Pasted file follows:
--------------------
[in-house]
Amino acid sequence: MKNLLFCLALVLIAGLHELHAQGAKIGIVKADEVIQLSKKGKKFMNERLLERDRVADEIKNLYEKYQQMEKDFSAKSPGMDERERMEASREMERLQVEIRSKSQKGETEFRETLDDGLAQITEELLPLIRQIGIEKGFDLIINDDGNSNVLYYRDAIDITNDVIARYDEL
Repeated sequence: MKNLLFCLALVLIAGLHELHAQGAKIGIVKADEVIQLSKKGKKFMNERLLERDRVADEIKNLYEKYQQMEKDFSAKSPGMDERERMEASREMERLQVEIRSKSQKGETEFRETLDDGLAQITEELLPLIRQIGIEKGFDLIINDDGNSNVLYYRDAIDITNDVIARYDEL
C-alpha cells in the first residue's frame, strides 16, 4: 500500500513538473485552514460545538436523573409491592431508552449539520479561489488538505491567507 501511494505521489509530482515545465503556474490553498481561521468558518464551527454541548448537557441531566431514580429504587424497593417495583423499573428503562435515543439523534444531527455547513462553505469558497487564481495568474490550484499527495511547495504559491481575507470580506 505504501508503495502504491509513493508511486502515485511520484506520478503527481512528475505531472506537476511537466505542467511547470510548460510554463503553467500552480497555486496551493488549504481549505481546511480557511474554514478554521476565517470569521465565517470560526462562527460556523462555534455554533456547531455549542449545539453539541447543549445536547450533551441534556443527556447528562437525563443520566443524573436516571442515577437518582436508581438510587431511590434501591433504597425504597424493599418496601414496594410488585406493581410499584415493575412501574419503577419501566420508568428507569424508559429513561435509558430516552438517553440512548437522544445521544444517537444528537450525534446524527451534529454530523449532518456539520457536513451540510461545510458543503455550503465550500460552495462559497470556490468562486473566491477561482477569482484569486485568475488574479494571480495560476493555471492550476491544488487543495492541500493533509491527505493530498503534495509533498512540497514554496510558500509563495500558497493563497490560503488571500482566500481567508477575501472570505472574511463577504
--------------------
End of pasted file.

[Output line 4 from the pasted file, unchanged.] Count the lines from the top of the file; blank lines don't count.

C-alpha cells in the first residue's frame, strides 16, 4: 500500500513538473485552514460545538436523573409491592431508552449539520479561489488538505491567507 501511494505521489509530482515545465503556474490553498481561521468558518464551527454541548448537557441531566431514580429504587424497593417495583423499573428503562435515543439523534444531527455547513462553505469558497487564481495568474490550484499527495511547495504559491481575507470580506 505504501508503495502504491509513493508511486502515485511520484506520478503527481512528475505531472506537476511537466505542467511547470510548460510554463503553467500552480497555486496551493488549504481549505481546511480557511474554514478554521476565517470569521465565517470560526462562527460556523462555534455554533456547531455549542449545539453539541447543549445536547450533551441534556443527556447528562437525563443520566443524573436516571442515577437518582436508581438510587431511590434501591433504597425504597424493599418496601414496594410488585406493581410499584415493575412501574419503577419501566420508568428507569424508559429513561435509558430516552438517553440512548437522544445521544444517537444528537450525534446524527451534529454530523449532518456539520457536513451540510461545510458543503455550503465550500460552495462559497470556490468562486473566491477561482477569482484569486485568475488574479494571480495560476493555471492550476491544488487543495492541500493533509491527505493530498503534495509533498512540497514554496510558500509563495500558497493563497490560503488571500482566500481567508477575501472570505472574511463577504